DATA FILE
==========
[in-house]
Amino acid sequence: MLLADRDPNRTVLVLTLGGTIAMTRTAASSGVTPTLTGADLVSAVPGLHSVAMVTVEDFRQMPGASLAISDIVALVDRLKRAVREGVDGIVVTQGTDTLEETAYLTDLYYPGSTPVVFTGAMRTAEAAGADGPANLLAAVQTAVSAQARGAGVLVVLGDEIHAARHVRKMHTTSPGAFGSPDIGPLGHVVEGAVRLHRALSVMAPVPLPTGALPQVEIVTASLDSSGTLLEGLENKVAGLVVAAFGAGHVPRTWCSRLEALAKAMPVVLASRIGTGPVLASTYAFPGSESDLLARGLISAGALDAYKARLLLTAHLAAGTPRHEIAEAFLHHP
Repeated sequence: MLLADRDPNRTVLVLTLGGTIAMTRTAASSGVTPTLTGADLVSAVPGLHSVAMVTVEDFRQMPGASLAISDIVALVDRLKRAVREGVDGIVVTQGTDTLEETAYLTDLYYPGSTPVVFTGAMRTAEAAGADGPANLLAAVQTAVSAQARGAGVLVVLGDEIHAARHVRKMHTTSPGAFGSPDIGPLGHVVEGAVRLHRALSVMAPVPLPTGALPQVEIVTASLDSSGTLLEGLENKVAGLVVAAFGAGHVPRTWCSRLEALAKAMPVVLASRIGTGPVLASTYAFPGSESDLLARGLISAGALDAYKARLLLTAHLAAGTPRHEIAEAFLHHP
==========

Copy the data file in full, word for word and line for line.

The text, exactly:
[in-house]
Amino acid sequence: MLLADRDPNRTVLVLTLGGTIAMTRTAASSGVTPTLTGADLVSAVPGLHSVAMVTVEDFRQMPGASLAISDIVALVDRLKRAVREGVDGIVVTQGTDTLEETAYLTDLYYPGSTPVVFTGAMRTAEAAGADGPANLLAAVQTAVSAQARGAGVLVVLGDEIHAARHVRKMHTTSPGAFGSPDIGPLGHVVEGAVRLHRALSVMAPVPLPTGALPQVEIVTASLDSSGTLLEGLENKVAGLVVAAFGAGHVPRTWCSRLEALAKAMPVVLASRIGTGPVLASTYAFPGSESDLLARGLISAGALDAYKARLLLTAHLAAGTPRHEIAEAFLHHP
Repeated sequence: MLLADRDPNRTVLVLTLGGTIAMTRTAASSGVTPTLTGADLVSAVPGLHSVAMVTVEDFRQMPGASLAISDIVALVDRLKRAVREGVDGIVVTQGTDTLEETAYLTDLYYPGSTPVVFTGAMRTAEAAGADGPANLLAAVQTAVSAQARGAGVLVVLGDEIHAARHVRKMHTTSPGAFGSPDIGPLGHVVEGAVRLHRALSVMAPVPLPTGALPQVEIVTASLDSSGTLLEGLENKVAGLVVAAFGAGHVPRTWCSRLEALAKAMPVVLASRIGTGPVLASTYAFPGSESDLLARGLISAGALDAYKARLLLTAHLAAGTPRHEIAEAFLHHP